posted by bobo123 at 12:00 PM on April 25, 2006


bobo: what?
posted by empath at 12:01 PM on April 25, 2006


Actually, that makes a lot of sense to me. FEMA was acting a lot less like they were responding to a federal emergency that had gone into "oh shit we've been hit by terrorists" lockdown mode.
posted by Astro Zombie at 12:34 PM on April 25, 2006


Isn't FEMA a public, gubmint-of-the-U-S-of-A-agency? Wouldn't that make it public land? Perhaps not.

More and more, "leave it" seems a really appealing option. Only 1,000 more days of Bush. I sure hope that helps.
posted by nevercalm at 1:10 PM on April 25, 2006


FEMA has returned to it's roots as a Martial agency to keep the boot of big government on the throats of Americans even after a nuclear war. In the Clinton years they transitioned more into disaster relief but all those people were fired.
posted by Megafly at 1:16 PM on April 25, 2006


I'm suprised no one has pointed out that the 'public property' in this case is ALSO people's homes. Limiting press access to a random gov facility is one thing, not allowing people to have visitors over, if those visitors happen to be press, is something entirely different.
posted by nomisxid at 1:31 PM on April 25, 2006


Indeed, nomisxid - what then do we say about people living in public housing projects? Howzabout people who have subsidized housing? Etc.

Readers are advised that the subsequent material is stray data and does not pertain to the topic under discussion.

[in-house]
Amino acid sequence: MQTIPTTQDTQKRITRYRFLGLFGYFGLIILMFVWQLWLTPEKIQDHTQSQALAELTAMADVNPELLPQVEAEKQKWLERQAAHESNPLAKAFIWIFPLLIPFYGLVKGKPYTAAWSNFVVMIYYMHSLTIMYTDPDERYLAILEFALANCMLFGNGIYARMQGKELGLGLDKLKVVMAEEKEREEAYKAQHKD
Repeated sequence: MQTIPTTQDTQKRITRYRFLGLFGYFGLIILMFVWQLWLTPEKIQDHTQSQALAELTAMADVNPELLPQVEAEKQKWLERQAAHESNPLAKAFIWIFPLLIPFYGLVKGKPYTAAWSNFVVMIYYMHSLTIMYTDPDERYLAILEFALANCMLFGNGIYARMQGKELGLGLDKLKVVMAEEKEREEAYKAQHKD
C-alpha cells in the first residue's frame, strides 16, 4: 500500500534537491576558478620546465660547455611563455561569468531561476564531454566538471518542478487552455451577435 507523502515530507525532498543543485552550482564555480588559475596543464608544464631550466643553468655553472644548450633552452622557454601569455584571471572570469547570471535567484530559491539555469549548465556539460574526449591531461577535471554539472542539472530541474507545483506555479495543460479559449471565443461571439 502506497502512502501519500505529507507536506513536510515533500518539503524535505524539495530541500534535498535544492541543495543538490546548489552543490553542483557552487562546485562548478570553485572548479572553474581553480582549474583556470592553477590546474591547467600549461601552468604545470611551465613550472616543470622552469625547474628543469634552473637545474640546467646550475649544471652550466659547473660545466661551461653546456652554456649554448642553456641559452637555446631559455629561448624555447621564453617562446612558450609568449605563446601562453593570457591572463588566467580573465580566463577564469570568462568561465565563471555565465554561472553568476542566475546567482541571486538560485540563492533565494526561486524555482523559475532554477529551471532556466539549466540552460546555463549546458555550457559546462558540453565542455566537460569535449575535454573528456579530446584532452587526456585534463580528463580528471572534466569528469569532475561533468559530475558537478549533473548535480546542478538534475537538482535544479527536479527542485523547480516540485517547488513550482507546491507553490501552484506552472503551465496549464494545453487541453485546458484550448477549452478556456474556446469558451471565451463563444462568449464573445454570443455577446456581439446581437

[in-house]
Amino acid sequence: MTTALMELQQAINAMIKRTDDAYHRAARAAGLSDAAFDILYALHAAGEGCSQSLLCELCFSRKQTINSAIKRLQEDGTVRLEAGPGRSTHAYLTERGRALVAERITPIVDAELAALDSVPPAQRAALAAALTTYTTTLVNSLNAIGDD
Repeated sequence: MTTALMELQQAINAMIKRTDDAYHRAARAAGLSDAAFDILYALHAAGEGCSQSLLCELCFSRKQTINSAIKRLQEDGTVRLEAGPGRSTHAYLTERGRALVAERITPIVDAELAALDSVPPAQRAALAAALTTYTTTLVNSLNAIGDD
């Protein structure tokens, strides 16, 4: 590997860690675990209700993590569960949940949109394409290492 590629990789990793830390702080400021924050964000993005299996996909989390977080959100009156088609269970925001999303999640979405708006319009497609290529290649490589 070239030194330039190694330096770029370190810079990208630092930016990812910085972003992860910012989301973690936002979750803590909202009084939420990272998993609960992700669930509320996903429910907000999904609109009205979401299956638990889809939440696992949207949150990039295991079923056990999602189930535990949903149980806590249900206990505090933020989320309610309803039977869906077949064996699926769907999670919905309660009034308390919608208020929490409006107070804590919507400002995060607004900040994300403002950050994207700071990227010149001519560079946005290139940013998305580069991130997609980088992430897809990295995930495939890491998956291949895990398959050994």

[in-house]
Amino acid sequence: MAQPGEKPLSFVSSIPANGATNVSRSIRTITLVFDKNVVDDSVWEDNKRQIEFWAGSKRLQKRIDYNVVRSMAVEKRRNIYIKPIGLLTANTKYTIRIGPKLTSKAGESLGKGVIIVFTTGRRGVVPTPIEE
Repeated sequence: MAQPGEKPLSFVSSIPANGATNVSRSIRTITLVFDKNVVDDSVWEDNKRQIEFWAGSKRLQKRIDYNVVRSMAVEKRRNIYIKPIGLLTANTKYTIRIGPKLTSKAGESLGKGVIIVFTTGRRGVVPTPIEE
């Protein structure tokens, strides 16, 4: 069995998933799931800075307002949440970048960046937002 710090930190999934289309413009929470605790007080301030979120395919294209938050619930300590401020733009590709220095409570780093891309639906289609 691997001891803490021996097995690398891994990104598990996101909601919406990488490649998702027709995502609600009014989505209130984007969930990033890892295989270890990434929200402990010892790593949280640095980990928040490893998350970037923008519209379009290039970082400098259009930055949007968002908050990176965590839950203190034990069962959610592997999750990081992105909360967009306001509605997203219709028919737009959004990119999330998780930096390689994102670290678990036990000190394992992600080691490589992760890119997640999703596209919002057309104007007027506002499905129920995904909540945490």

I don’t think there is any question you can’t limit someone’s right to speak freely.

...was the security guard armed? ‘Cause otherwise he could fuck off.
posted by Smedleyman at 1:42 PM on April 25, 2006




Democracy Now is slated... I never trust content that comes from a source that professes it's political lean, left or right. No news source is perfect, but most try to maintain balance or at least don't trumpet an agenda (eg. SF Bay Guardian or your hometown free weekly knee-jerk).

Democracy Now is also intentionally confrontational, Amy equates getting in someone's face and barking questions as 'hard-hitting'. She's a good activist, and lousy journalist.
posted by MiltonRandKalman at 2:42 PM on April 25, 2006


Milton, I'm surprised to hear you say that about Amy. I've been following the show off and on for years and have never seen her barking questions at anyone.
posted by john at 3:11 PM on April 25, 2006


You should have heard Amy at the Overseas Press Club dinner during the Bosnian War. Completely disrupted the ceremony, grandstanded by declining an award to Pacifica, then corners Richard Holbrooke in an elevator as he's trying to take his 70+ year-old father home. It was like War not Bombs meets Jackass...

Protest and activism is very important to a healthy democracy and I applaud Amy for sticking it to public officials who rightly should answer the public, but I can't call her a journalist.
posted by MiltonRandKalman at 4:13 PM on April 25, 2006


err..Food not Bombs, I meant.
posted by MiltonRandKalman at 4:17 PM on April 25, 2006


If they wanted to talk to reporters, they should have moved to a free speech zone.
posted by kirkaracha at 5:03 PM on April 25, 2006


grandstanded by declining an award to Pacifica.

Declining or refusing to accept awards is a perfectly legitimate and common form of protest.
posted by Optimus Chyme at 5:09 PM on April 25, 2006


photoslob writes "In my experience, working media are required to have a PR flack with them when working on government property. "

You mean like a university, a park or on the steps of Capitol Hill?
posted by krinklyfig at 6:49 PM on April 25, 2006